Anders Behring Breivik deemed sane, sentenced in Norway massacre
OSLO, Norway (AP) - Anders Behring Breivik got what he wanted - a prison term instead of an insanity ruling - as he received his sentence Friday for bomb and gun attacks that killed 77 people last year.
Breivik, a self-styled anti-Muslim militant, looked pleased as Judge Wenche Elisabeth Arntzen read the ruling, declaring him sane enough to be held criminally responsible for Norway's worst peacetime attacks.
Going against the recommendation of prosecutors, who had asked for an insanity ruling, the five-judge panel in the Oslo district court convicted Breivik of terrorism and premeditated murder.
They imposed a sentence of "preventive detention," a special prison term for criminals considered dangerous to society.
She set the minimum length of imprisonment to 10 years and the maximum at 21 years, the longest allowed under Norwegian law.
However, such sentences can be extended as long as an inmate is considered too dangerous to be released.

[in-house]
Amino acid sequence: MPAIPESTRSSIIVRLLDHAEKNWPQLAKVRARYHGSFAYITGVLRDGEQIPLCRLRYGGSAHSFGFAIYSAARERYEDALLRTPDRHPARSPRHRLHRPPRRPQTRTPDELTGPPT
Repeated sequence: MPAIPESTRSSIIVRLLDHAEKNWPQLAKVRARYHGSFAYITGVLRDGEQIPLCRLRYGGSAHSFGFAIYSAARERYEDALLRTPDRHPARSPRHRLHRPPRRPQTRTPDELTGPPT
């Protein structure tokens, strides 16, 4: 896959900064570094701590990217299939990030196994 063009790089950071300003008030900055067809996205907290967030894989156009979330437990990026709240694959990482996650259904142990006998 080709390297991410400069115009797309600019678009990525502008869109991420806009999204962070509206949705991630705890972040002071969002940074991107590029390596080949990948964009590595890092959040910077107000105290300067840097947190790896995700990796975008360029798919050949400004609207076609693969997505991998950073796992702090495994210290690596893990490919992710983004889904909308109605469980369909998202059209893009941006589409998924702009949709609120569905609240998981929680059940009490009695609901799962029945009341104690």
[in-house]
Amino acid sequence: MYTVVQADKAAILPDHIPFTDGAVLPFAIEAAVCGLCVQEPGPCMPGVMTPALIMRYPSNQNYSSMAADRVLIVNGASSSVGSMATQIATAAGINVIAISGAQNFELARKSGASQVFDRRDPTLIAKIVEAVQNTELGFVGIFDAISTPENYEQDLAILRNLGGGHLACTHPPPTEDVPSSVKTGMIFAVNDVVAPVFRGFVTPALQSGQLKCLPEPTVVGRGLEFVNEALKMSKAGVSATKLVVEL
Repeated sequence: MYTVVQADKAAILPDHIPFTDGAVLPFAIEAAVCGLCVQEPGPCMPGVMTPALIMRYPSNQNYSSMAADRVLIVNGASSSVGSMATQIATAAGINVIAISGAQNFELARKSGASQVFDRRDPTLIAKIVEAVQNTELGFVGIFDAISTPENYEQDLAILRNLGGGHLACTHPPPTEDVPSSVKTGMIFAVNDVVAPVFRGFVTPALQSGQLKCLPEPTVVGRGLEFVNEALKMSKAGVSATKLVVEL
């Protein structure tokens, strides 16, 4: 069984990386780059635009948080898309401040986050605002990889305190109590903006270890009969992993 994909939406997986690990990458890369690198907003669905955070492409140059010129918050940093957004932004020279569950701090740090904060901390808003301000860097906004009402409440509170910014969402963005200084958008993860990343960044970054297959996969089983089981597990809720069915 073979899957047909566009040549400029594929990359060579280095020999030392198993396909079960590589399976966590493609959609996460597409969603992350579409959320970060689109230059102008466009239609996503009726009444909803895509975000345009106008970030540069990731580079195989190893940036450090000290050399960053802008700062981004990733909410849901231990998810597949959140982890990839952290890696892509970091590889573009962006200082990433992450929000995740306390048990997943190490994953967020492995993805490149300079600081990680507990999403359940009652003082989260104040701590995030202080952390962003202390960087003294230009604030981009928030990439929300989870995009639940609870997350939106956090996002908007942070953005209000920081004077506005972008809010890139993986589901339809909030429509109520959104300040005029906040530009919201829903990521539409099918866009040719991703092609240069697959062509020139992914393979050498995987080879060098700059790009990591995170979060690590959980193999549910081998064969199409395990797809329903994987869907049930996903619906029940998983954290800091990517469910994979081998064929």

Legal experts have said that in Breivik's case, that could mean he will spend the rest of his life in prison.
Wearing a dark suit and sporting a thin beard, Breivik smirked as he walked in to the courtroom to hear his sentence and raised a clenched-fist salute
Breivik, 33, confessed to the attacks during the trial, describing in gruesome detail how he detonated a car bomb at the government headquarters in Oslo and then opened fire at the annual summer camp of the governing Labor Party's youth wing.
Eight people were killed and more than 200 injured by the explosion. Sixty-nine people - mostly teenagers - were killed in the shooting massacre on Utoya island.
The youngest victim was 14.